Surprising no one, Gartner said this week that cloud computing will be one of the “most disruptive forces of IT spending since the early days of the digital age.”
Just how disruptive? The research firm predicts that more than $1 trillion in spending will be directly or indirectly impacted by the shift to cloud over the next five years.
Gartner said it compares IT spending on cloud services with traditional cloud services in the same market categories to come up with cloud shift rates. Other research has noted the decline in spending on non-cloud environments; IDC said that cloud will account for almost half of all IT infrastructure spending by 2020.
"Cloud-first strategies are the foundation for staying relevant in a fast-paced world," Ed Anderson, research vice president at Gartner said in a statement "The market for cloud services has grown to such an extent that it is now a notable percentage of total IT spending, helping to create a new generation of start-ups and ‘born in the cloud’ providers."
In 2016, the aggregate amount of cloud shift will reach $111 billion, ballooning to $216 billion in 2020.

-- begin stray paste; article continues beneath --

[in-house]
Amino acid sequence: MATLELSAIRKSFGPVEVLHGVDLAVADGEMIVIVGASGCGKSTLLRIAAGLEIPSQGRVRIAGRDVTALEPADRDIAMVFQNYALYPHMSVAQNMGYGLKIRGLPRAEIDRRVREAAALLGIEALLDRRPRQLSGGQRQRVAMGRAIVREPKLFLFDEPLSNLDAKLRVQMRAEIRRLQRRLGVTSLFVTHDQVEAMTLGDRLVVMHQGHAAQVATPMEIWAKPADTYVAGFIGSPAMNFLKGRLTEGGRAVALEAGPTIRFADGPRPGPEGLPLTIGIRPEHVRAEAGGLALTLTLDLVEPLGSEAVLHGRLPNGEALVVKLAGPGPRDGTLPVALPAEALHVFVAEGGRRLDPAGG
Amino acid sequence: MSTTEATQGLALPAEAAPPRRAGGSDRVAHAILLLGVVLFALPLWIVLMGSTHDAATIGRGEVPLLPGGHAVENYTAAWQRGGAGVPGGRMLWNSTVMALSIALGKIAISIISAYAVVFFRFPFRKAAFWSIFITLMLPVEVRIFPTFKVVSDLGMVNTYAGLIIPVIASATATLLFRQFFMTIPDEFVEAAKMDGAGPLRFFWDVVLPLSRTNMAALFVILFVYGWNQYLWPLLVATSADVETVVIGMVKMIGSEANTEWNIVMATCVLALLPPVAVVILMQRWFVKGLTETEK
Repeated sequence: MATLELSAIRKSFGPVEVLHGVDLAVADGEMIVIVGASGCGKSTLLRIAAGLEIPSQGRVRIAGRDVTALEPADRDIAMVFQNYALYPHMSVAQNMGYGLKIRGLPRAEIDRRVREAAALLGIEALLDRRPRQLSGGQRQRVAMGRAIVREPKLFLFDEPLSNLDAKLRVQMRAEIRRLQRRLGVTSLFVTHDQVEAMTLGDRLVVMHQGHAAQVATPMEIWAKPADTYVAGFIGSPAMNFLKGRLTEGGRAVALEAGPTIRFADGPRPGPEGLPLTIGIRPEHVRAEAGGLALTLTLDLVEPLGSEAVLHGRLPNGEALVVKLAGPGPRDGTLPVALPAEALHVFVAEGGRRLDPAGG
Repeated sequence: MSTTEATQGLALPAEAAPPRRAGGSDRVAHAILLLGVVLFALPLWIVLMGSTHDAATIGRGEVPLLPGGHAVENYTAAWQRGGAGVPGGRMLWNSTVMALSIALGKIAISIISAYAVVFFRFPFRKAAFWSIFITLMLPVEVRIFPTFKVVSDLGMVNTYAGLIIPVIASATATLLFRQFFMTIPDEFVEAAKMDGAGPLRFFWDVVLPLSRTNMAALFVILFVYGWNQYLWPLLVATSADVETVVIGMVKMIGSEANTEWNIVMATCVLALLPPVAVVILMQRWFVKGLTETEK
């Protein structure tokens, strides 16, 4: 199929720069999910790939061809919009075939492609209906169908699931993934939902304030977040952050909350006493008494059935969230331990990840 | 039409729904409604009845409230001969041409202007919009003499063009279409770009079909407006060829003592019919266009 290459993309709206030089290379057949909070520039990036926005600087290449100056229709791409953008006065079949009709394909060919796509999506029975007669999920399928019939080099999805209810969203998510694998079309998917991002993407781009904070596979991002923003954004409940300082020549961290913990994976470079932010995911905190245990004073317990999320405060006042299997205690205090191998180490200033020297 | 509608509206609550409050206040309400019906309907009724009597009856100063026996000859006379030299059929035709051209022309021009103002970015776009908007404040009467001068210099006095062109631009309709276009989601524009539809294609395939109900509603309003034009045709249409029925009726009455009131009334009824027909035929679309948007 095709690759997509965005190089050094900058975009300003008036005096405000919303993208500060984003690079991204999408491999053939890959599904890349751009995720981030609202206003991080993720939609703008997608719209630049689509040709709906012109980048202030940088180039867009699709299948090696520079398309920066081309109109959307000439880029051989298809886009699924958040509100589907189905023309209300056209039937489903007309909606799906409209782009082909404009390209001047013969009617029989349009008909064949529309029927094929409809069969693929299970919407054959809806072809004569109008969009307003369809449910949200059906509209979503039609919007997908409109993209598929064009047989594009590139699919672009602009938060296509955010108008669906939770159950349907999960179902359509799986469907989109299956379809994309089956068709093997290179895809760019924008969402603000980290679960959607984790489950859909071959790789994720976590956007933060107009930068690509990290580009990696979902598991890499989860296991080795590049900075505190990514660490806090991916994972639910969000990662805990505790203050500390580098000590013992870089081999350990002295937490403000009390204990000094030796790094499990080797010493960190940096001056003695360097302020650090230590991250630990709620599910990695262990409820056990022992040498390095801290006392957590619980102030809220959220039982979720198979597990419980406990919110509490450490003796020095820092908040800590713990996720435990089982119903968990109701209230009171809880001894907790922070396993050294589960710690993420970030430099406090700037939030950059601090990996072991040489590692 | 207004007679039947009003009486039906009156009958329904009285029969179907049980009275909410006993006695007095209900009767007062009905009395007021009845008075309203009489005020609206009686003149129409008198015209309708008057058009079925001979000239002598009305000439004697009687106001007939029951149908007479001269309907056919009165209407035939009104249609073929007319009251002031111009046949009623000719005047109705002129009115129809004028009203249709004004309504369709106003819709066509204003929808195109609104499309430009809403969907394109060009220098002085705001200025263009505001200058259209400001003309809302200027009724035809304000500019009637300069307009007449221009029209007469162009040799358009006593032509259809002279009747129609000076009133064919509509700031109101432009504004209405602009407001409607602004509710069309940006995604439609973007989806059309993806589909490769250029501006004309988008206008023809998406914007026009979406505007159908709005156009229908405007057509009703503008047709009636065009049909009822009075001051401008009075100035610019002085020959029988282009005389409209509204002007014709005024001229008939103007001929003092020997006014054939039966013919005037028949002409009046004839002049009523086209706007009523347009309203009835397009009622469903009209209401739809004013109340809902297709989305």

"Cloud shift is not just about cloud. As organizations pursue a new IT architecture and operating philosophy, they become prepared for new opportunities in digital business, including next-generation IT solutions such as the Internet of Things," Anderson said. "Furthermore, organizations embracing dynamic, cloud-based operating models position themselves better for cost optimization and increased competitiveness."
Despite the increase in cloud spending, spending on hardware will continue to exist for some time, particularly when you look at the kind of infrastructure that will be required to support these clouds. To that end, Microsoft CEO Satya Nadella said this week that it will meet demand for Azure with more international data center locations.
Indeed, changes in IT spending are not happening overnight; according to a recent survey by IDC, on-premise IT infrastructure will still account for more than 60 percent of all end-user hardware spending this year.